As a matter of law and precedent, PHS and NOAA officers have always been entitled to all GI Bill benefits. This has been the case for more than 60 years. The single exception has been the transferability entitlement in the Post-9/11 GI Bill. The provision in S. 3447 that would extend the transferability entitlement to PHS and NOAA officers would bring the Post-9/11 GI Bill into conformance with Title 42, Section 213(d) of the U.S. Code.
This section reads as follows:
Active service deemed active military service with respect to laws administered by Secretary of Veterans Affairs. Active service of commissioned officers of the [Public Health] Service shall be deemed to be active military service in the Armed Forces of the United States for the purposes of all laws administered by the Secretary of Veterans Affairs (except the Servicemen’s Indemnity Act of 1951) and section 417 of this title.
In its final rule issued on March 31, 2009 implementing the Post 9/11 GI Bill, the Department of Veteran’s Affairs was unequivocal in certifying that Title 42, all previous legal opinions, and precedent did, in fact, entitle the PHS Commissioned Corps to all programs administered by the Department of Veteran’s Affairs. The pertinent section of that document reads as follows:
We agree that commissioned officers of PHS and NOAA are eligible for benefits under the Post-9/11 GI Bill. In a digested opinion from 1985, our General Counsel read the provisions of 42 U.S.C. 213 regarding PHS and 33 U.S.C. 857–1 and 857–3 (now in 33 U.S.C. 3002 and 3072, respectively) regarding NOAA as expanding the definition of ‘Armed Forces’ in 38 U.S.C. 101(10) to also include PHS and NOAA for purposes of benefits administered by VA. See VADIGOP, 6–26–85 (8–28 Reentry in Active Service). Therefore, service as a commissioned officer of PHS or NOAA meets the ‘active duty in the Armed Forces’ service requirement in section 3311 of title 38, U.S.C.
The implementing regulations thus made clear that PHS and NOAA officers are entitled to Post-9/11 GI Bill benefits. But at the same time, the VA regulation-writers felt stymied by the statutory language on transferability. The statute mentioned the Secretaries of Defense, Army, Navy, Air Force and Homeland Security, but did not mention either the Secretary of Health and Human Services or the Secretary of Commerce. These two departments are the parent agencies of the PHS Commissioned Corps and the NOAA Corps. S. 3447 would remove that restrictive language and thereby extend the transferability benefit to PHS and NOAA officers.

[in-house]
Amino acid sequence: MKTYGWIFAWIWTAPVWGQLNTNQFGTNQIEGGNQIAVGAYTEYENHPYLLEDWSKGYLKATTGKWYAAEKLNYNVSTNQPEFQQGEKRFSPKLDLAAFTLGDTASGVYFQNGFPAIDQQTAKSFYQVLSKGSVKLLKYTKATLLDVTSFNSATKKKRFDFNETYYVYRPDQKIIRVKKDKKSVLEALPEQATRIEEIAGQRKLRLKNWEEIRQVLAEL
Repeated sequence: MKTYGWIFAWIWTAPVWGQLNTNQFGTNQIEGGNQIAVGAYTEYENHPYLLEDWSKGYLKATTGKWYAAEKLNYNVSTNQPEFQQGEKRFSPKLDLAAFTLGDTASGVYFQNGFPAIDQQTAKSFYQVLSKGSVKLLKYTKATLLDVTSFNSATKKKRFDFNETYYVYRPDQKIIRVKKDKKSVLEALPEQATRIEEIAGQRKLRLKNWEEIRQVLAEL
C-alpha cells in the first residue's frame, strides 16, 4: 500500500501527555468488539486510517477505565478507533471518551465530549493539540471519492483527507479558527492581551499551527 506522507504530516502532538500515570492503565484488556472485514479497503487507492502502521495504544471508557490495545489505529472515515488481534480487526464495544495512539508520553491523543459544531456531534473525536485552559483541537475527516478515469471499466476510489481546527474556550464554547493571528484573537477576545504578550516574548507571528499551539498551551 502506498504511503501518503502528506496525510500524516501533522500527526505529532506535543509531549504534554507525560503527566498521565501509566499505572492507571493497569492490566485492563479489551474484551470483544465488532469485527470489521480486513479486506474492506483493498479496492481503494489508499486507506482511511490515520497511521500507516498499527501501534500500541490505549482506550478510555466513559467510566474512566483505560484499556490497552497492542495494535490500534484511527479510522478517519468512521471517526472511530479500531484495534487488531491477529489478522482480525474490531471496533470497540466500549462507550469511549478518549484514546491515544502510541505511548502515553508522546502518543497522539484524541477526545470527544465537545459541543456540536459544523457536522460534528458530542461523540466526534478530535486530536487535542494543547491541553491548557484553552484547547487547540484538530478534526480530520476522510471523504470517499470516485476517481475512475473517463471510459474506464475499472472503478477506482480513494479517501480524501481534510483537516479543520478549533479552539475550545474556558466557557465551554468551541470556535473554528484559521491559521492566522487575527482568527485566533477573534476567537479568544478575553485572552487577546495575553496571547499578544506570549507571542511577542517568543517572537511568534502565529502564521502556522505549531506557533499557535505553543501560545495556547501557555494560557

The PHS Commissioned Corps and the Military
While the mission of the PHS Commissioned Corps is undeniably and appropriately different and distinct from those of the other uniformed services, the character of their service is the same. While other services may deploy for long periods once every few years, PHS officers routinely deploy for several weeks at a time, many times in any given year. PHS officers also deploy, albeit in small numbers, consistent with the overall size of the Corps, alongside the other uniformed services around the world.
Most recently, PHS officers have deployed, and are deployed today, for both long and short tours in Iraq and Afghanistan. Two PHS officers deployed to Afghanistan for a year in 2009 were awarded the Bronze Star Medal for their service.
There is a long history of the PHS Commissioned Corps serving shoulder-to-shoulder with the other uniformed services. The Corps was militarized during World War II and remained so through the Korean Conflict. PHS officers were killed and wounded during those wars. In the last decade PHS interoperability with DoD has again been growing as DoD becomes increasingly re-aware of the inextricable link between public health security and national security. PHS officers deploy regularly and routinely as part of the Navy’s annual health diplomacy deployments; with the Army and Air Force in the annual Arctic exercises in Alaska, and elsewhere around the world. PHS officers were among the first uniformed service members deployed to Haiti in the wake of the earthquake earlier this year.
The PHS Commissioned Corps at Home
On the home front, PHS officers are deployed as needed across the United States. They serve in remote and sparsely populated areas, providing comprehensive health care to underserved populations. They help staff the health and regulatory agencies with the Department of Health and Human Services (FDA, NIH, CDC, and HRSA, among others) and they also serve in the Department of Homeland Security and the Bureau of Prisons.
PHS officers are stationed in nearly all states and the District of Columbia, with a significant presence in Alaska, Arizona, Georgia, Maryland, Minnesota, New Mexico, North Carolina, Ohio, Oklahoma, Texas, Virginia, and Washington State.